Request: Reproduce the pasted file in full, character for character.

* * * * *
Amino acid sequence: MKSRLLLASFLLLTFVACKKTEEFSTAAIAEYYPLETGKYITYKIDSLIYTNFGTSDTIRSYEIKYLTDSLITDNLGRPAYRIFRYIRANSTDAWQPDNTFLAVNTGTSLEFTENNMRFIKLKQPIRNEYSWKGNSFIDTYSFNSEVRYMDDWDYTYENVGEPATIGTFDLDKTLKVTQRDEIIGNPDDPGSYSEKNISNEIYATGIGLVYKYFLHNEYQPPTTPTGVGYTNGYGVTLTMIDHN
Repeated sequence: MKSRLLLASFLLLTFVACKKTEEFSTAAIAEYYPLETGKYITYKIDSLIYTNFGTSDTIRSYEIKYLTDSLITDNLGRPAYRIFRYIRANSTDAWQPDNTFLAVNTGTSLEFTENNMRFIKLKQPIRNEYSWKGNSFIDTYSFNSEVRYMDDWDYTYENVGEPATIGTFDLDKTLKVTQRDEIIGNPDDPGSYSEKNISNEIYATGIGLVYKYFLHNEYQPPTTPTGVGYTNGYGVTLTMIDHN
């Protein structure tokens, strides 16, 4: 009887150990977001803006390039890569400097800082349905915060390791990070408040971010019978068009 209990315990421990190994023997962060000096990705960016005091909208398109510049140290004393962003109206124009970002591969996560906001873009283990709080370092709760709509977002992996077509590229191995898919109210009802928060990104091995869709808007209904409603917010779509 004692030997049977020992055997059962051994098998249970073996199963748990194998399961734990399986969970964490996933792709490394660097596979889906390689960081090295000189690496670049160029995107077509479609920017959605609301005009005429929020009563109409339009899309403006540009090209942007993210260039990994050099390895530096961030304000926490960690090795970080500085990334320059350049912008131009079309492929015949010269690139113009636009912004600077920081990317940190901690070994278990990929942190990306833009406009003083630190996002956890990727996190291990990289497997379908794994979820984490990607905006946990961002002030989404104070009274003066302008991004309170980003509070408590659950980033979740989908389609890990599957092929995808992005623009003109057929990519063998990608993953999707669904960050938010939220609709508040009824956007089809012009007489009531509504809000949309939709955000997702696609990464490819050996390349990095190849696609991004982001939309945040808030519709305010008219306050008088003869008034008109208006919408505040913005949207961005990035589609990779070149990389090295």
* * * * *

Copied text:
Amino acid sequence: MKSRLLLASFLLLTFVACKKTEEFSTAAIAEYYPLETGKYITYKIDSLIYTNFGTSDTIRSYEIKYLTDSLITDNLGRPAYRIFRYIRANSTDAWQPDNTFLAVNTGTSLEFTENNMRFIKLKQPIRNEYSWKGNSFIDTYSFNSEVRYMDDWDYTYENVGEPATIGTFDLDKTLKVTQRDEIIGNPDDPGSYSEKNISNEIYATGIGLVYKYFLHNEYQPPTTPTGVGYTNGYGVTLTMIDHN
Repeated sequence: MKSRLLLASFLLLTFVACKKTEEFSTAAIAEYYPLETGKYITYKIDSLIYTNFGTSDTIRSYEIKYLTDSLITDNLGRPAYRIFRYIRANSTDAWQPDNTFLAVNTGTSLEFTENNMRFIKLKQPIRNEYSWKGNSFIDTYSFNSEVRYMDDWDYTYENVGEPATIGTFDLDKTLKVTQRDEIIGNPDDPGSYSEKNISNEIYATGIGLVYKYFLHNEYQPPTTPTGVGYTNGYGVTLTMIDHN
């Protein structure tokens, strides 16, 4: 009887150990977001803006390039890569400097800082349905915060390791990070408040971010019978068009 209990315990421990190994023997962060000096990705960016005091909208398109510049140290004393962003109206124009970002591969996560906001873009283990709080370092709760709509977002992996077509590229191995898919109210009802928060990104091995869709808007209904409603917010779509 004692030997049977020992055997059962051994098998249970073996199963748990194998399961734990399986969970964490996933792709490394660097596979889906390689960081090295000189690496670049160029995107077509479609920017959605609301005009005429929020009563109409339009899309403006540009090209942007993210260039990994050099390895530096961030304000926490960690090795970080500085990334320059350049912008131009079309492929015949010269690139113009636009912004600077920081990317940190901690070994278990990929942190990306833009406009003083630190996002956890990727996190291990990289497997379908794994979820984490990607905006946990961002002030989404104070009274003066302008991004309170980003509070408590659950980033979740989908389609890990599957092929995808992005623009003109057929990519063998990608993953999707669904960050938010939220609709508040009824956007089809012009007489009531509504809000949309939709955000997702696609990464490819050996390349990095190849696609991004982001939309945040808030519709305010008219306050008088003869008034008109208006919408505040913005949207961005990035589609990779070149990389090295």